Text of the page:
Nov. 14, 2018
Randy Zellers Assistant Chief of Communications
LITTLE ROCK - Even with some light rain throughout most of the state Monday, hunters could not have asked for a more perfect setting to kick off modern gun season in Arkansas last weekend. Frosty temperatures put enough chill in the air to keep mosquitoes and other insects at bay, and conditions were perfect for some great fellowship by the campfire at deer camp.
According to harvest data and biological samples collected from Arkansas deer hunters in the last few decades, the best hunting action may still be on the way. Although the two days that typically have the highest harvest of the year have come and gone, a robust deer harvest throughout November is common. Even in December, weekend harvests regularly exceed 3,000 deer checked; and the Christmas Modern Gun Hunt, Dec. 26-28, can account for up to 10,000 or more deer being harvested in a three-day timespan.
Hunter activity may dwindle a bit as the season wears on, but veteran hunters know the best time to catch a trophy buck’s guard down is still right around the corner. Normally wary bucks may lose a bit of their edge as the peak of breeding season comes into play and they focus more on finding does than avoiding danger.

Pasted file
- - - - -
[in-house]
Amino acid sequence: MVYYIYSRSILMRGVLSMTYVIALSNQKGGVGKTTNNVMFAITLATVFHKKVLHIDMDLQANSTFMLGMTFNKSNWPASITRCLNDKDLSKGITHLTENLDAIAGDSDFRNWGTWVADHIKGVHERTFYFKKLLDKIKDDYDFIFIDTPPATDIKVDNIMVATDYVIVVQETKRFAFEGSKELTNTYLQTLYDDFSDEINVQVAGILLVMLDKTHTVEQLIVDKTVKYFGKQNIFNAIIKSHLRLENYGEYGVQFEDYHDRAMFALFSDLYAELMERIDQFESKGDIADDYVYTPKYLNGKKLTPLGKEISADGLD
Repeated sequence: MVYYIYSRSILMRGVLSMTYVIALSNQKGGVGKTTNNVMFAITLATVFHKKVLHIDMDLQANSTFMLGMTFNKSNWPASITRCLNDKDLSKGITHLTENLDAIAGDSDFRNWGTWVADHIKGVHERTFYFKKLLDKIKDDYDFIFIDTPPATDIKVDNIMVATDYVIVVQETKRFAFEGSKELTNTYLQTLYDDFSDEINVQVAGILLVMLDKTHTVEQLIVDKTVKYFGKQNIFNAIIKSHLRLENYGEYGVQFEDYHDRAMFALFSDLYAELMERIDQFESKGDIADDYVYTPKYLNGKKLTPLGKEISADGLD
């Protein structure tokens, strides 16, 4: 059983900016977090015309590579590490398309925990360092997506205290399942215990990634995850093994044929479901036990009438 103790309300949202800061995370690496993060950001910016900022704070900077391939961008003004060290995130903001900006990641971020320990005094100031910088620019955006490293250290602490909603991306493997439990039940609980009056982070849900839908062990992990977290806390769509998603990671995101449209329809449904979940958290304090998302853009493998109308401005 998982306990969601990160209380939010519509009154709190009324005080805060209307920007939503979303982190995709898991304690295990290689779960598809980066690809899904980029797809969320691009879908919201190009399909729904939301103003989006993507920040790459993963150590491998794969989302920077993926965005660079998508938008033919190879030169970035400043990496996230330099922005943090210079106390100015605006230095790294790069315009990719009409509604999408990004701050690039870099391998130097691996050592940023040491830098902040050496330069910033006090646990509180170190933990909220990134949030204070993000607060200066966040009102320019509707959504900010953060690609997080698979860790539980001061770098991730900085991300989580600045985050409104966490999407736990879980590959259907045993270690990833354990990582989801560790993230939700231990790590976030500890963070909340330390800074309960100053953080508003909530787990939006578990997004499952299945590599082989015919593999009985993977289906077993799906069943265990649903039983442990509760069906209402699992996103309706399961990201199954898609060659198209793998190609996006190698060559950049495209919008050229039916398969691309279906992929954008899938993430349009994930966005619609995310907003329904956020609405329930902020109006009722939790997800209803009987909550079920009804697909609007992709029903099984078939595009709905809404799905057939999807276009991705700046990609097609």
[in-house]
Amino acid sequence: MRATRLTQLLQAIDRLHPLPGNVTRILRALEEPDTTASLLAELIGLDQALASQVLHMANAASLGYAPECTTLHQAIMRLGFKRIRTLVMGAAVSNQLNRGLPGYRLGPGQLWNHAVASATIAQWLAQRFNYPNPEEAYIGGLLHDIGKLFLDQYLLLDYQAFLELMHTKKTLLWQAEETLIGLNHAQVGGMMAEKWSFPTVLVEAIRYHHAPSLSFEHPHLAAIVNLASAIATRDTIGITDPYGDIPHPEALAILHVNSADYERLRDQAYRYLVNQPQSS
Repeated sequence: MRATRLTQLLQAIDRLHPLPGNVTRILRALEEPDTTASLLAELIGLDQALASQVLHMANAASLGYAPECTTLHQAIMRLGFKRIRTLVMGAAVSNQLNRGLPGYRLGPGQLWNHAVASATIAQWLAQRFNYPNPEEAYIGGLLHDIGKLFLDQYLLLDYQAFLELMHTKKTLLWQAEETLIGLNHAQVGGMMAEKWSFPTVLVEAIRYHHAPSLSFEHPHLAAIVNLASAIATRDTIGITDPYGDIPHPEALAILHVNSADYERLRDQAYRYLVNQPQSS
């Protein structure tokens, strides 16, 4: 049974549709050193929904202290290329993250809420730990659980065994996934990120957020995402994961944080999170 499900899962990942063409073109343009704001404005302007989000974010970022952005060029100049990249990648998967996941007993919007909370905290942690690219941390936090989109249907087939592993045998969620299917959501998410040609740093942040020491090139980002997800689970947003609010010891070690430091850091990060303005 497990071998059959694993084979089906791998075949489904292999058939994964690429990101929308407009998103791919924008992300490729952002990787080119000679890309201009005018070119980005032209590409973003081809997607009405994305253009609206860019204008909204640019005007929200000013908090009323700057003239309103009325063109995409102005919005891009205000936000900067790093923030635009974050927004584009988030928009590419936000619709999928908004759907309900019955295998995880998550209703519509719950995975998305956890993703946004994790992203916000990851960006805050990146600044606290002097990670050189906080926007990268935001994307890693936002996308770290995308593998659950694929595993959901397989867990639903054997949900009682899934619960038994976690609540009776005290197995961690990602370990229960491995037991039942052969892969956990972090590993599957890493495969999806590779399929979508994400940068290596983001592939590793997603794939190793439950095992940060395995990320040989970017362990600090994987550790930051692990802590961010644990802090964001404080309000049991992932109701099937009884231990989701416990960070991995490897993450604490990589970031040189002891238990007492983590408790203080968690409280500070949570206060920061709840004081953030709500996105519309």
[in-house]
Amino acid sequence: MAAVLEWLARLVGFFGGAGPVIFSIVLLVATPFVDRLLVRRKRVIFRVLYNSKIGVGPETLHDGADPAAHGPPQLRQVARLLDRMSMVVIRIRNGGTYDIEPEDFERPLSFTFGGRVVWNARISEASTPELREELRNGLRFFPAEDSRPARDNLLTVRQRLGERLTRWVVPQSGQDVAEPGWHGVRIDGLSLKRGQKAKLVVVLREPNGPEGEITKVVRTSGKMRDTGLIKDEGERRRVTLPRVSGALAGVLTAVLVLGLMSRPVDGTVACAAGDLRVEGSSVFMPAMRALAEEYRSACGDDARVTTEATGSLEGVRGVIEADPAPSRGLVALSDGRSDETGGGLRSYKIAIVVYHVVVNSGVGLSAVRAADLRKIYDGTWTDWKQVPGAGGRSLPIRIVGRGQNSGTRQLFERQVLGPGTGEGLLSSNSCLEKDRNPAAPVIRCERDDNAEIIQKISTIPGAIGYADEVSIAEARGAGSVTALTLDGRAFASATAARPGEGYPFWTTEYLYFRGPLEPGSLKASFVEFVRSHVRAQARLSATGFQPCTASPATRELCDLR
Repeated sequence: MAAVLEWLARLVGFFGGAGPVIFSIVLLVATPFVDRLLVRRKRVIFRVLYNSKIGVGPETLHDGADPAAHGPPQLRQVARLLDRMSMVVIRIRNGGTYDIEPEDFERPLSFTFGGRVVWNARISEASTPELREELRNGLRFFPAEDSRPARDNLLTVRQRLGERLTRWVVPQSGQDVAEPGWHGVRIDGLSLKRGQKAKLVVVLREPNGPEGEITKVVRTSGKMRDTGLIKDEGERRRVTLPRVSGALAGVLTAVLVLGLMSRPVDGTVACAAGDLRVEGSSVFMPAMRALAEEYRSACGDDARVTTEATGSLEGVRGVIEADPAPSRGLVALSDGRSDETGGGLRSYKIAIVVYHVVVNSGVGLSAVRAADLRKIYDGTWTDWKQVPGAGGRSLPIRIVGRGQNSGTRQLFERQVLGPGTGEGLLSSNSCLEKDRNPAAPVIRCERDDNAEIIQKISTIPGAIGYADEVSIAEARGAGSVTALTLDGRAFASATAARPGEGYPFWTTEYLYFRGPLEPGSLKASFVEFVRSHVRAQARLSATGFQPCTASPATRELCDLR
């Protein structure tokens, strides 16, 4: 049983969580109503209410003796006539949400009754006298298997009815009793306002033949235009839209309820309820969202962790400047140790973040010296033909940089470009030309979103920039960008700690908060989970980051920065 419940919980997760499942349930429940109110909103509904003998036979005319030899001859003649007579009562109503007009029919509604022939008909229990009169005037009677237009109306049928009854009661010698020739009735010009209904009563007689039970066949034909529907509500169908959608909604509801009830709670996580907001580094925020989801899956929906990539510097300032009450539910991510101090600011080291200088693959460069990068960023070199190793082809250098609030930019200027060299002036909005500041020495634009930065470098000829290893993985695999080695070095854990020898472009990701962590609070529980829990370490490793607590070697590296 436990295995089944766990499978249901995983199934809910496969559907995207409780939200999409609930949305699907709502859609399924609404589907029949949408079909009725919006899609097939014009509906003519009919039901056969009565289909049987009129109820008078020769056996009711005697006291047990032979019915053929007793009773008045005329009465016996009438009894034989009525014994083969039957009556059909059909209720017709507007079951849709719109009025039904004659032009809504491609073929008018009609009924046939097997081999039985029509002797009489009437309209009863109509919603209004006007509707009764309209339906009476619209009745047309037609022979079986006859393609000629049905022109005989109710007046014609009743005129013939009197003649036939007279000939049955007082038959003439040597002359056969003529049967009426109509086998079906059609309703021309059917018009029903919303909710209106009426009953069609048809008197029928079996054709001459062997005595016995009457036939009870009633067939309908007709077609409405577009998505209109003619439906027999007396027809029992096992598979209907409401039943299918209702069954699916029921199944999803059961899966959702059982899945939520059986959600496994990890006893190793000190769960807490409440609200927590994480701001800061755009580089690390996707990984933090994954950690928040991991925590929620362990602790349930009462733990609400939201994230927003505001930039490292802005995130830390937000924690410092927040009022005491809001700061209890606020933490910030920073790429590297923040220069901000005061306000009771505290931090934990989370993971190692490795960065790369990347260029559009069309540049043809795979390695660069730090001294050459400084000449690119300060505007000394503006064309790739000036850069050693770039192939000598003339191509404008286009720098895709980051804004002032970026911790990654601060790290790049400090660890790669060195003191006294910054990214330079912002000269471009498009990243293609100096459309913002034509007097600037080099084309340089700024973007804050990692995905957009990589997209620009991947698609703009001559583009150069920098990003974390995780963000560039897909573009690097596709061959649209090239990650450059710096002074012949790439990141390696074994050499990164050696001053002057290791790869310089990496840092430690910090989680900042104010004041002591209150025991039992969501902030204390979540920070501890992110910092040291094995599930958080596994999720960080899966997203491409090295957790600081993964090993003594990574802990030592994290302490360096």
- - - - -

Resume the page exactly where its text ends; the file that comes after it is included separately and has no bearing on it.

White-tailed deer breed in fall each year, with the most activity in Arkansas coming in a fairly brief window somewhere between October and December. While some females may be receptive to breeding earlier or later, the peak of this “rutting” activity occurs within mid- to late November in most of the state.
According to biological data taken during late winter, biologists have determined a date range in which most does in a given area are bred. By and large, the peak of rut occurs earlier in the western portion of the state, with most counties having peak conception dates between Oct. 28 and Nov. 21. However, in the east side of the state, it is much more common to see the peak of rut occur between Nov. 22 and Dec. 14, with the counties along the Mississippi River being the latest to show conception.
When it comes to consistently filling your tag once the added hunting pressure of modern gun deer season begins, AGFC Deer Program Coordinator Ralph Meeker suggests hunters should stay put throughout the day, especially on public land.
“I analyze thousands of deer hunter observation records each year,” Meeker said. “The resulting data clearly shows that most deer hunters will arrive at their stand before daybreak but leave around 9:30 to 10 in the morning. Evening hunters will arrive in their stands around 2:30 or 3 p.m. and leave after sunset. A good hunter can use this knowledge to their advantage. Locate escape corridors and cover and be there until after a morning’s mass exodus or be in the stand well before hunters begin to arrive and push deer around.”